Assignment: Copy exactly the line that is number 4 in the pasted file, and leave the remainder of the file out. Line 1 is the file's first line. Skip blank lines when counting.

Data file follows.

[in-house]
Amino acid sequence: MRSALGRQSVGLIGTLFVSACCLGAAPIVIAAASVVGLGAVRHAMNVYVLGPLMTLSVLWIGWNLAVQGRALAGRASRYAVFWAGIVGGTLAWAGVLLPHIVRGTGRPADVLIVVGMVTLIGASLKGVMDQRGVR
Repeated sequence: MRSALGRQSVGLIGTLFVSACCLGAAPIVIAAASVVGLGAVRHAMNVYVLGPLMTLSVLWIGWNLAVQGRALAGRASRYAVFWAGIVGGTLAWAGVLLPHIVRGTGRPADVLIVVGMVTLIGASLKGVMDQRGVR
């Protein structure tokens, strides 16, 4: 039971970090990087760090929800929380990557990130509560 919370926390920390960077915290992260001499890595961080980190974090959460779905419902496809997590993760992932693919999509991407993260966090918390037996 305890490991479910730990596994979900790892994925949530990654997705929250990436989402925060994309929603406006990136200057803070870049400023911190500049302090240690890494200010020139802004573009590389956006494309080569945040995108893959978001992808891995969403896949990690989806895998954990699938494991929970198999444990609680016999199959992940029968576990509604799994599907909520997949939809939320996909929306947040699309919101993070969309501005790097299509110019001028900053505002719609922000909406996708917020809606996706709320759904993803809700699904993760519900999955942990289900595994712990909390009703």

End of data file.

């Protein structure tokens, strides 16, 4: 039971970090990087760090929800929380990557990130509560 919370926390920390960077915290992260001499890595961080980190974090959460779905419902496809997590993760992932693919999509991407993260966090918390037996 305890490991479910730990596994979900790892994925949530990654997705929250990436989402925060994309929603406006990136200057803070870049400023911190500049302090240690890494200010020139802004573009590389956006494309080569945040995108893959978001992808891995969403896949990690989806895998954990699938494991929970198999444990609680016999199959992940029968576990509604799994599907909520997949939809939320996909929306947040699309919101993070969309501005790097299509110019001028900053505002719609922000909406996708917020809606996706709320759904993803809700699904993760519900999955942990289900595994712990909390009703």